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A History Lesson, by Robert Strong

In Auburn Affirmation (1924), Importance of History, J. Gresham Machen, Presbyterian Church in America, Presbyterian Church in the U.S. [PCUS], Presbyterian Church in the U.S.A., Presbyterian Journal, Robert Dick Wilson, Westminster Theological Seminary on 29/07/2013 at 09:28

I often come across the most interesting and useful things while searching out a patron’s request for some article or other material. For context, this article was written in the midst of those years leading up to the formation of the Presbyterian Church in America. Dr. Strong’s audience would have been those men who were considering leaving the old Southern Presbyterian denomination in order to form a new, faithful Church.

A History Lesson
by ROBERT STRONG [1908-1980, and pastor of the Trinity Presbyterian Church, Montgomery, AL, 1959-1973]

[The Presbyterian Journal, 27.42 (12 February 1969): 9-11.]

The struggle for the faith in the Presbyterian Church USA has been protracted. I grew up in that church and was ordained in it years ago when it was called the “Northern Presbyterian Church.” Thus I knew at first hand the issues as well as some of the people involved in the conflict.

Beginning in the nineteenth century, the strife deepened in intensity in the twentieth century and came to a climax in the 1920’s. Awareness of the rising tide of unbelief, and resistance to it, occurred in a spectacular way:

In 1923 the General Assembly endorsed adherence to five cardinal points of doctrine: the verbal inspiration of Scripture, the virgin birth of Christ, His mighty miracles, His substitutionary atonement and His bodily resurrection.

In reaction came the Auburn Affirmation, so-called because men of Auburn Seminary were its authors and from Auburn, New York it was distributed to gain additional signatures. In time, these amounted to 1100 names.

Cause and Effect

The Auburn Affirmation was in two parts: The first was an attack upon the right of the General Assembly to single out certain doctrines when the Northern Presbyterian Church was already committed to a system of doctrine as set forth in the Westminster Confession of Faith. This was specious logic. This was illogic! This was evasive action. Read the rest of this entry »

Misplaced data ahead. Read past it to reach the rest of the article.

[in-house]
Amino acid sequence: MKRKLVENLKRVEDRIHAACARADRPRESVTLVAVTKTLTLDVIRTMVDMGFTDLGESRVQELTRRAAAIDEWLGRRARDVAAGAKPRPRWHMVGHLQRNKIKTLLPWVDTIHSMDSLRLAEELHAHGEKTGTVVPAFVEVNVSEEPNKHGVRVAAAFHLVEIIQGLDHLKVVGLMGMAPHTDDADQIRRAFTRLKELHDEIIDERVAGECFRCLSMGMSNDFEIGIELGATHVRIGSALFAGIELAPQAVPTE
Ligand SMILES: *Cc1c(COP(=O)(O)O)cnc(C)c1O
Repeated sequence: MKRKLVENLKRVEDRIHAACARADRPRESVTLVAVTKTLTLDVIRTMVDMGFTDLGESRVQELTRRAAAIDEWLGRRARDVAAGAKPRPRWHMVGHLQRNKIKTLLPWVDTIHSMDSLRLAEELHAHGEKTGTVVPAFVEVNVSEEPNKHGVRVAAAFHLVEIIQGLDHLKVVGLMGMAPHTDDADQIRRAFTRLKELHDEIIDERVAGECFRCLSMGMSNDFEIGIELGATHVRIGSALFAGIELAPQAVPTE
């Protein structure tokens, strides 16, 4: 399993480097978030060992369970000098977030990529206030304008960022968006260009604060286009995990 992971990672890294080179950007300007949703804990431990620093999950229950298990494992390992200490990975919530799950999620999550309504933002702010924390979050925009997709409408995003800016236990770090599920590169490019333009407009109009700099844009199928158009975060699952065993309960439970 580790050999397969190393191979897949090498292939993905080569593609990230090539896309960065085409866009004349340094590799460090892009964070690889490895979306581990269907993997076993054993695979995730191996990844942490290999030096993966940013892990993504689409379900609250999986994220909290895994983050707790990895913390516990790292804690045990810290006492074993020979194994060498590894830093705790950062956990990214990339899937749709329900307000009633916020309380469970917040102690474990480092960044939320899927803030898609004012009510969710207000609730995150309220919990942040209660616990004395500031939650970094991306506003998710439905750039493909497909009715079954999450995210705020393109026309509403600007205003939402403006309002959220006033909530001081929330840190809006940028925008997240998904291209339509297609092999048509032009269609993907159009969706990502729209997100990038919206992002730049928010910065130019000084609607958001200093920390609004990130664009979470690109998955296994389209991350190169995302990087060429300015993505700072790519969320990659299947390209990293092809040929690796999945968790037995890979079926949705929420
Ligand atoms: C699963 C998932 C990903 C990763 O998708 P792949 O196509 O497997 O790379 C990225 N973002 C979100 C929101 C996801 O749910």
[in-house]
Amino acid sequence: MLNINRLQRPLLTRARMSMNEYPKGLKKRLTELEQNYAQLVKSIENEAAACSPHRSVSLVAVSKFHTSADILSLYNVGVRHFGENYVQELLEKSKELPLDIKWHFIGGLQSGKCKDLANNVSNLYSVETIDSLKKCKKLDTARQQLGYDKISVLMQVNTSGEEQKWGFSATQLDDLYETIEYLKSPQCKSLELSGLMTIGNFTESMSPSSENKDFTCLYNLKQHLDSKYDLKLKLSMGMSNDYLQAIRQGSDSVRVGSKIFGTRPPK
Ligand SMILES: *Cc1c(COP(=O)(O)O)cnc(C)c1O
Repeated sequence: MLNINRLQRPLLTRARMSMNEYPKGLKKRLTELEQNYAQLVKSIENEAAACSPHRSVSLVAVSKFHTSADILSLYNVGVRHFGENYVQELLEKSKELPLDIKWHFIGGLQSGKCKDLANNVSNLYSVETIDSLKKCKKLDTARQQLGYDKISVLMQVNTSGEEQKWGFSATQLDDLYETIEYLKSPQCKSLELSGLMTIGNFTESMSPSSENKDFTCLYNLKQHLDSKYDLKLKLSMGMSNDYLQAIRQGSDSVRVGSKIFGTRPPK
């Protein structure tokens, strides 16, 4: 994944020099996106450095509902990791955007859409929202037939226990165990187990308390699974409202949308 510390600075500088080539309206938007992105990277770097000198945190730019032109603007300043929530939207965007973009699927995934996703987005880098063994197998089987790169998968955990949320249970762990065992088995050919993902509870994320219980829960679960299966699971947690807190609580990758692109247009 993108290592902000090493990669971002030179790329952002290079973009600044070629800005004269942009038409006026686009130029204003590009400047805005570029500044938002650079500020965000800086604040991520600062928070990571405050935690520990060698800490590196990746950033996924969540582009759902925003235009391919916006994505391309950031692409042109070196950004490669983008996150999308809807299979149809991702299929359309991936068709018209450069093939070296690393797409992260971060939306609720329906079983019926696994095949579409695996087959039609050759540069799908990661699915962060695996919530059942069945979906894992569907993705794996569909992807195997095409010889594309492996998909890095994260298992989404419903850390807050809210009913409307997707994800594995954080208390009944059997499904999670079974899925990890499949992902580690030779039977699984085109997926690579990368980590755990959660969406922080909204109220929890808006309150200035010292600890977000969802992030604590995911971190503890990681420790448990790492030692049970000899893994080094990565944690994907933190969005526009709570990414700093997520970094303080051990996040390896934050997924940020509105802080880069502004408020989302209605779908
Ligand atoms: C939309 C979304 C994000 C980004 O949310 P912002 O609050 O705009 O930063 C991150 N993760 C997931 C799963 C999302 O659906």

This Still Preaches

In Auburn Affirmation (1924), Bible Presbyterian Church, Modernism on 12/03/2012 at 08:29

Another of the many tracts found as a collection among the papers of PCA pastor “Bud” Moginot was one titled “The Crime of the ‘Auburn Affirmation’ (A Sermon)”. This tract was authored by the Rev. Ira Miller, and is dated 4 February 1942. Miller had been a minister in the Presbyterian Church,U.S.A., from around 1906 until 1942, at which point he was entered on their rolls as honorably retired. He attended the Fifth General Synod of the Bible Presbyterian Church in 1942 and in November of that year, transferred his credentials to the BPC. He was active in the BPC Presbytery of the Midwest, and served as the moderator of Session when the First Bible Presbyterian Church of St. Louis was without a pastor, up until that church called the Rev. Francis A. Schaeffer. Rev. Miller even participated in Schaeffer’s installation as pastor, with Miller giving the Charge to the Congregation. By 1948 he was no longer on the roll of Presbytery and we think he may have moved to California.

THE CRIME OF THE
“AUBURN AFFIRMATION”
(A SERMON)

But if any provideth not for his own, and
specially for his own household, he hath
denied the faith, and is worse than an unbeliever.”
(I Tim. 5:8, R.V.)

I

Let no one suppose that I am ignorant, or seeking to take advantage of your ignorance, in denying that Paul is here speaking of provision for the PHYSICAL and TEMPORAL needs, especially of a man’s parents, widow and children. He is exposing to well-deserved contempt the conduct of a man who would be indifferent to these while at the same time pretending to be devoted to the service of God. His faith, says Paul, is worse than NO faith ; his service worse than NO service ; his state worse than an unbeliever’s state. The condemnation is severe.

II

But let us suppose this same man, or the men of an entire Christian congregation, or the minister of that congregation, or the entire denomination to which that congregation belongs, is equally indifferent to proper provision for SOULS under their care? Is that not a greater fault? Consider that the soul, unlike the body, is not for a fleeting day, and then dissolves into dust. No, it is for ETERNITY, and must live eternally, or die eternally. Then consider that God has constituted each father a shepherd and provider for the souls of his household, each congregation for its people, each pastor for his flock. If they neglect this duty, would not the guilt be greater, seeing that eternal, and NOT temporal loss, would be the certain consequence? Then should not the condemnation be more severe even than this of Paul here? Read the rest of this entry »